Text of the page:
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Sociocultural Factors in Language Learning and Teaching


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Culture, Language and Thought


Language

Thought
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Culture

What is culture?

Culture, in anthropology, are patterns of behavior and thinking that people living in social groups learn, create, and share. Culture distinguishes one human group from others. It also distinguishes humans from other animals.

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A peoples culture includes their beliefs, rules of behavior, language, rituals, art, technology, styles of dress, ways of producing and cooking food, religion, and political and economic systems.

Microsoft Encarta 2009. 1993-2008 Microsoft Corporation.


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Alright, so culture and language reflect one another. But how can culture affect learning and teaching a language?
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What initially comes into your mind when you hear the following languages?

American English British English Japanese German French

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Stereotyping Generalization Attitude Language Success


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Second Culture Learning

Second language learning also involves learning a second identity a second culture. This second culture is (either) observed and/or experienced.

Brown, H.D., (2000). Principles of language learning and teaching. Chapter 7. White Plains NY: Addison Wesley Longman Inc.
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The necessity of learning English The need to understand how native speakers use the language Getting alternative sources for observation Observing the native speakers culture Acquiring the culture
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Learning the culture

World Englishes

English as used worldwide: the English language in all its varieties as it is spoken and written throughout the world

Microsoft Encarta 2009. 1993-2008 Microsoft Corporation.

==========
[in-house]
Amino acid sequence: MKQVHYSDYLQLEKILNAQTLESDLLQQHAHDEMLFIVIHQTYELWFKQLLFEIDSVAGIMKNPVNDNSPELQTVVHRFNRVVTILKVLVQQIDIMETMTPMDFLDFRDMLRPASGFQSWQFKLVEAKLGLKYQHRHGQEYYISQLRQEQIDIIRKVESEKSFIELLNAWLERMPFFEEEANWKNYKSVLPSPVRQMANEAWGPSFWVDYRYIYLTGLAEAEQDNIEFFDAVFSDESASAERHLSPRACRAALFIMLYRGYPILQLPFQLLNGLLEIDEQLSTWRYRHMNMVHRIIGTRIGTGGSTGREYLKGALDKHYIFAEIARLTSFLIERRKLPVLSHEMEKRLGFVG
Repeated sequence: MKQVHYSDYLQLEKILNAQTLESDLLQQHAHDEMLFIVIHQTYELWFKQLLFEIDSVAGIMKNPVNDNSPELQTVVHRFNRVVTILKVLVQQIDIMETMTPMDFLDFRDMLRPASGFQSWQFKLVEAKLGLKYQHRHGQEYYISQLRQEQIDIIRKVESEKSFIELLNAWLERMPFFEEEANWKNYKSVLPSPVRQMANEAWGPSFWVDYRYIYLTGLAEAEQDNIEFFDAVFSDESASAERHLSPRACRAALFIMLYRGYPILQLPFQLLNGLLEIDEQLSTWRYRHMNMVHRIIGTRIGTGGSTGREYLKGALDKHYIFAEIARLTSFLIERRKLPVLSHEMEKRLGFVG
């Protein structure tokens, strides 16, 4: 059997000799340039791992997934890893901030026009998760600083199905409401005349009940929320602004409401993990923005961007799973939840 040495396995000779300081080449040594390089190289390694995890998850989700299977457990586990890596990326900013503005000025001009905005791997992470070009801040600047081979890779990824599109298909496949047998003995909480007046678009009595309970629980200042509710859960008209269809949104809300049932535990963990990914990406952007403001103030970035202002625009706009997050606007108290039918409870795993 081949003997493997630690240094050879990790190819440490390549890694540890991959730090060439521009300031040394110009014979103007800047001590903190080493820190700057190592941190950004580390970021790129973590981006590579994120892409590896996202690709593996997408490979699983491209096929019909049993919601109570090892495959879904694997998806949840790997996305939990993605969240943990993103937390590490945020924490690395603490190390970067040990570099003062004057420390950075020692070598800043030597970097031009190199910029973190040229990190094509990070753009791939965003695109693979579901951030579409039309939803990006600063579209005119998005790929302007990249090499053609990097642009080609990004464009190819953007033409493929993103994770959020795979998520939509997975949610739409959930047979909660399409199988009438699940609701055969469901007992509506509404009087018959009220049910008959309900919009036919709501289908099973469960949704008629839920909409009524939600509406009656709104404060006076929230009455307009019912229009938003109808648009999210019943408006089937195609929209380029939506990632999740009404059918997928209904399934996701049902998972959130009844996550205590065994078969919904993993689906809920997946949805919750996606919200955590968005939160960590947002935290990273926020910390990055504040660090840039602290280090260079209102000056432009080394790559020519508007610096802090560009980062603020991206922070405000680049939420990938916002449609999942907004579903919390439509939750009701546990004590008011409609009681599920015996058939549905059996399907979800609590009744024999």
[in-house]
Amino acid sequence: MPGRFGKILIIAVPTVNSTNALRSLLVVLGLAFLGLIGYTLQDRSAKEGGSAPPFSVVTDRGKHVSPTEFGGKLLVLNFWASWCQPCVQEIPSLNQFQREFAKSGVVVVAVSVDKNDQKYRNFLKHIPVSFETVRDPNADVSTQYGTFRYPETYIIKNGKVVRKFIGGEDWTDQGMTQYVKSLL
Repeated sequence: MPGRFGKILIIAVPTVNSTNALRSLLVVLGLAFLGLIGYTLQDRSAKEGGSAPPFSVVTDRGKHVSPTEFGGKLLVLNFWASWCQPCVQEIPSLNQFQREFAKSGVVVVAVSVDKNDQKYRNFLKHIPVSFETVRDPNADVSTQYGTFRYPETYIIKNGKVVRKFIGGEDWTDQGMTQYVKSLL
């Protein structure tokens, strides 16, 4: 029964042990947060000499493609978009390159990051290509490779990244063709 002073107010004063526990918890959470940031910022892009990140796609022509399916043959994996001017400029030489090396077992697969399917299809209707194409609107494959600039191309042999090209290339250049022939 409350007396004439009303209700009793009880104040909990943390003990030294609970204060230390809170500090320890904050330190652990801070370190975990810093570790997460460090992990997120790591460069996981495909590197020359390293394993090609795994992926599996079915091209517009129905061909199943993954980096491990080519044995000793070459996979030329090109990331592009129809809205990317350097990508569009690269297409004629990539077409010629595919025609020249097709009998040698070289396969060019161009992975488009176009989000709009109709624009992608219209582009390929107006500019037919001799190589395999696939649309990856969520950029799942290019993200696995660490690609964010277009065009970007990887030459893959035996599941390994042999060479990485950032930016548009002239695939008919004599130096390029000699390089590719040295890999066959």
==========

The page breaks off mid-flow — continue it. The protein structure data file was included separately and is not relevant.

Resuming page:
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G L O B A L I Z A T I O N
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American and British English English in Asia and Europe Discipline Ethnicity

P A R T I C I P A T I O N

Culture in the Classroom

Intrinsic motivation is a powerful incentive for learning. A moderate to high level of risk-taking behavior is important. Language and culture are inextricably intertwined. Successful learners make a strategic investment in their learning.
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Self-confidence is an important precursor to success.

Culturally Appropriate Techniques: A Checklist

Does the technique recognize the value and belief systems that are presumed to be a part of the culture(s) of the students? Does the technique refrain from any demeaning stereotypes of any culture, including the culture(s) of your students?

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Does the technique refrain from any possible devaluing of the students' native language(s)? Does the technique recognize varying degrees of willingness of students to participate openly to due to collectivism/individualism and power distance? If the technique requires students to go beyond the comfort zone of uncertainty avoidance in their culture(s), does it do so emphatically and tactfully?
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Is the technique sensitive to the perceived roles of males and females in the culture(s) of your students? Does the technique sufficiently connect specific language features (e.g., grammatical categories. lexicon, discourse) to cultural ways of thinking, feeling and acting? Does the technique in some way draw on the potentially rich background experiences of the students, including their own experiences in other cultures?
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